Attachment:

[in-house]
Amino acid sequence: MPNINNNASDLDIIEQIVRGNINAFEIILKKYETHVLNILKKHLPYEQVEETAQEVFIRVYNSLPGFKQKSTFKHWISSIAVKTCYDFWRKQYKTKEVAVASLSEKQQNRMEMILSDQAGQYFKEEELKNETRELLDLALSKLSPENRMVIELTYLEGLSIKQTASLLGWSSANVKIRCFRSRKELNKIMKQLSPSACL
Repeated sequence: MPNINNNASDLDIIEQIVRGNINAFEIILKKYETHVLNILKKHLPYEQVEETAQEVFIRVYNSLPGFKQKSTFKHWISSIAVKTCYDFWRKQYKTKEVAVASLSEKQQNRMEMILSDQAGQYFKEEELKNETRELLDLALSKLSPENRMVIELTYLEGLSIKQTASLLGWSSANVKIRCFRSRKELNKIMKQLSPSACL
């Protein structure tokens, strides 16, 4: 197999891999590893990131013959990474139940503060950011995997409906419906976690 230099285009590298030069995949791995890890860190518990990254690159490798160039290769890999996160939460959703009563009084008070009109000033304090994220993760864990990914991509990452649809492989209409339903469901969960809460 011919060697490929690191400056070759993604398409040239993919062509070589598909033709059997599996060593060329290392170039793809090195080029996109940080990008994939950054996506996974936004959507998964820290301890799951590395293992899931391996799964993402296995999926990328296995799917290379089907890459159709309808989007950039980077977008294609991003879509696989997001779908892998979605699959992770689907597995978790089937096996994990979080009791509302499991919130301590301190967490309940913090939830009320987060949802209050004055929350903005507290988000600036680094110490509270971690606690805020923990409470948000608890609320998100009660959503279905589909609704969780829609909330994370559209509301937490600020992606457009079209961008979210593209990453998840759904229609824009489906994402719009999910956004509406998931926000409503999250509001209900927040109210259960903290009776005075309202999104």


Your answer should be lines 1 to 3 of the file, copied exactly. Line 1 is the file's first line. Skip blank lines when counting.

[in-house]
Amino acid sequence: MPNINNNASDLDIIEQIVRGNINAFEIILKKYETHVLNILKKHLPYEQVEETAQEVFIRVYNSLPGFKQKSTFKHWISSIAVKTCYDFWRKQYKTKEVAVASLSEKQQNRMEMILSDQAGQYFKEEELKNETRELLDLALSKLSPENRMVIELTYLEGLSIKQTASLLGWSSANVKIRCFRSRKELNKIMKQLSPSACL
Repeated sequence: MPNINNNASDLDIIEQIVRGNINAFEIILKKYETHVLNILKKHLPYEQVEETAQEVFIRVYNSLPGFKQKSTFKHWISSIAVKTCYDFWRKQYKTKEVAVASLSEKQQNRMEMILSDQAGQYFKEEELKNETRELLDLALSKLSPENRMVIELTYLEGLSIKQTASLLGWSSANVKIRCFRSRKELNKIMKQLSPSACL